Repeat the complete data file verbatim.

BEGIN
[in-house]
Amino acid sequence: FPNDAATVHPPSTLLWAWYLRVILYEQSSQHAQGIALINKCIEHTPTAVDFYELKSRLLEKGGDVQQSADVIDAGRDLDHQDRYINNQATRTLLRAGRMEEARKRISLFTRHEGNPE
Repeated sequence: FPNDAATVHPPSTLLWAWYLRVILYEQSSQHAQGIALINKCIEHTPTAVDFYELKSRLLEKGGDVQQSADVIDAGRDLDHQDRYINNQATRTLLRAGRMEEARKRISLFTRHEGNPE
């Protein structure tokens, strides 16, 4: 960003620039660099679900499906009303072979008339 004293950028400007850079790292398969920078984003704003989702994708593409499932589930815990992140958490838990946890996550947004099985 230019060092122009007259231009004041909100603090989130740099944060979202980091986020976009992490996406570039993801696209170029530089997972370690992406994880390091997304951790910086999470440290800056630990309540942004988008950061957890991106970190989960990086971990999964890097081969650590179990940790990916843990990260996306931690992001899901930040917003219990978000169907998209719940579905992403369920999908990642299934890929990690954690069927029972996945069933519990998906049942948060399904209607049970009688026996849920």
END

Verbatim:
[in-house]
Amino acid sequence: FPNDAATVHPPSTLLWAWYLRVILYEQSSQHAQGIALINKCIEHTPTAVDFYELKSRLLEKGGDVQQSADVIDAGRDLDHQDRYINNQATRTLLRAGRMEEARKRISLFTRHEGNPE
Repeated sequence: FPNDAATVHPPSTLLWAWYLRVILYEQSSQHAQGIALINKCIEHTPTAVDFYELKSRLLEKGGDVQQSADVIDAGRDLDHQDRYINNQATRTLLRAGRMEEARKRISLFTRHEGNPE
């Protein structure tokens, strides 16, 4: 960003620039660099679900499906009303072979008339 004293950028400007850079790292398969920078984003704003989702994708593409499932589930815990992140958490838990946890996550947004099985 230019060092122009007259231009004041909100603090989130740099944060979202980091986020976009992490996406570039993801696209170029530089997972370690992406994880390091997304951790910086999470440290800056630990309540942004988008950061957890991106970190989960990086971990999964890097081969650590179990940790990916843990990260996306931690992001899901930040917003219990978000169907998209719940579905992403369920999908990642299934890929990690954690069927029972996945069933519990998906049942948060399904209607049970009688026996849920």